My first autumn sown seedlings have sprung! G. equitans and G. gueinzii both have around 5 that have surfaced. They are white at the moment, as I had placed sheets of paper over them to stop them from drying out.
For the last week at least they have been under another box perhaps giving more darkness, bot not totally blocked from the light as they are sat in a long vegetable produce box with stacking corners.
I used a mix of gritty soil with some wood ash and more than 50% leaf compost. The pots used are normal 14cm or near diameter, depth standard around 12cm. The mixture was moist to start with, I gently flattened and firmed the tops and sowed 15 seeds (25 in some where I have more seeds) and kept 10 of each as an insurance. To cover them I sprinkled well broken leaf compost over just to cover. I then used a fine spray to completely wet the mixture once only.
Now that they are coming through, and the tops are still moist but some are starting to dry slightly, I have given them all a very light spray to let them know they have rain and can grow. Free draining and moist is the key. I have removed the paper but they are still under the other box for a little longer until I see more germinate. I will have to give them more light soon.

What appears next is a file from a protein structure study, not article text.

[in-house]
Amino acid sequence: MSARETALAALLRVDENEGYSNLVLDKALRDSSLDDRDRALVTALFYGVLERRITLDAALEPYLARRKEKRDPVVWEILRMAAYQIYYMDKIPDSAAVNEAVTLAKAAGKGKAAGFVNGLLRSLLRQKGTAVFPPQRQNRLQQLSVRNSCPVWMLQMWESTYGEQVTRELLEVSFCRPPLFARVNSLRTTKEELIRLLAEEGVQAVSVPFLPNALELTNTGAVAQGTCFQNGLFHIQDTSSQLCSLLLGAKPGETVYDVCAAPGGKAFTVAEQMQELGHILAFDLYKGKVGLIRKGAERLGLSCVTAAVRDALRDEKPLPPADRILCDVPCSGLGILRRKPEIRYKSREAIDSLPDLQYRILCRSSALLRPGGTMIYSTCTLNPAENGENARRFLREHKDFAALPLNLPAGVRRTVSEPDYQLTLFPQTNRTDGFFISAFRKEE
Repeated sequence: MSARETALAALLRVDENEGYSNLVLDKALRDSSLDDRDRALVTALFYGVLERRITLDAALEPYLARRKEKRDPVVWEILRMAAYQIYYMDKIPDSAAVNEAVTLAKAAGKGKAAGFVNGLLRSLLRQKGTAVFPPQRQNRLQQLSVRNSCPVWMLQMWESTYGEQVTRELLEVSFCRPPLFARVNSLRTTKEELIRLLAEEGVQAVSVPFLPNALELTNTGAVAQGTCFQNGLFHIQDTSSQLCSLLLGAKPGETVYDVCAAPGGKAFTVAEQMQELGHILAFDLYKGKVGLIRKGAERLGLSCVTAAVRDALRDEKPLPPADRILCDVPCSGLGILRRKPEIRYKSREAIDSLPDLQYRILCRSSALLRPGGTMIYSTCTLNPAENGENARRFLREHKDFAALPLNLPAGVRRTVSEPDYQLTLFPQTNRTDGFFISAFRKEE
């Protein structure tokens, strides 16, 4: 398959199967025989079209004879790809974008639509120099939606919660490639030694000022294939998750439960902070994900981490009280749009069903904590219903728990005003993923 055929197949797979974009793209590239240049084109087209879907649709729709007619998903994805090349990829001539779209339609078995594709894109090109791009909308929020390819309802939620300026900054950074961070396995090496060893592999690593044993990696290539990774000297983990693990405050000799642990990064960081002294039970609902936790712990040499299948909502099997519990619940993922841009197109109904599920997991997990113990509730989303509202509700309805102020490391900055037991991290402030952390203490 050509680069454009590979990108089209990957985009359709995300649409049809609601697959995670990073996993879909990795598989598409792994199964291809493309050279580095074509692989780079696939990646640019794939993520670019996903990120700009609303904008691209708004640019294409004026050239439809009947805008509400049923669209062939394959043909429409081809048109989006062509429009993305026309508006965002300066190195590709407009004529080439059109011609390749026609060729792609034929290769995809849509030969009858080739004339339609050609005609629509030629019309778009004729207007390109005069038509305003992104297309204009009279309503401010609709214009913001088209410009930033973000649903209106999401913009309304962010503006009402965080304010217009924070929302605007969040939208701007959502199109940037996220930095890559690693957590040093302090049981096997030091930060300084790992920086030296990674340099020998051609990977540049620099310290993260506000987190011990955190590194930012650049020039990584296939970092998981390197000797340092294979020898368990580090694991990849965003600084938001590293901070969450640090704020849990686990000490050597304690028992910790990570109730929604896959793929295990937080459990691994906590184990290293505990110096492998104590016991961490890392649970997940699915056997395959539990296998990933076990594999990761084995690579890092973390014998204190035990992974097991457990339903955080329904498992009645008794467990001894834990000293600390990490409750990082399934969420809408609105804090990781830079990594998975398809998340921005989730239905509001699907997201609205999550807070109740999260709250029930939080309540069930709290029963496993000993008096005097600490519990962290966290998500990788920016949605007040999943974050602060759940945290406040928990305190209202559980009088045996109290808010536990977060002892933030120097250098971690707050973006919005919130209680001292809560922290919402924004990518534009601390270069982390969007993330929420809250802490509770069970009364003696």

They were left on my kitchen floor at temps mostly around 16-18C (61-65F). I was going to leave them there to replicate mild autumn weather in Sth Africa, then if they hadn't germinated I was going to move them to a cold greenhouse in late winter to let them get colder nights. Sth African temperatures will generally be higher than ours, but some areas particularly in the mountains experience lows to -8C at night, with warmer days.
If they all germinate where they are I will leave them there until spring, then move them to the cold greenhouse. If some haven't germinated by late winter I will move those to the greenhouse to experience bigger fluctuations in temperatures.
It would be a good idea for me (when I get around to it) to check each location for each species I am growing, then see if I can find out what temperatures that area generally has. Most of them I think will be adaptable to my conditions anyway, so I don't want them to think they will get special treatment unless they prove to be temperamental!
I sowed them on the 23rd November, and I saw these on 15th December, so it took 3 weeks. I sowed Eucomis vandermerwei seeds at the same time and I have 2 of those through too!
There are 3 G. equitans in this pic, one towards the bottom with a seed head still attached. Two about 1/2" below the label still bent over but with that definite gladiolus seedling appearance.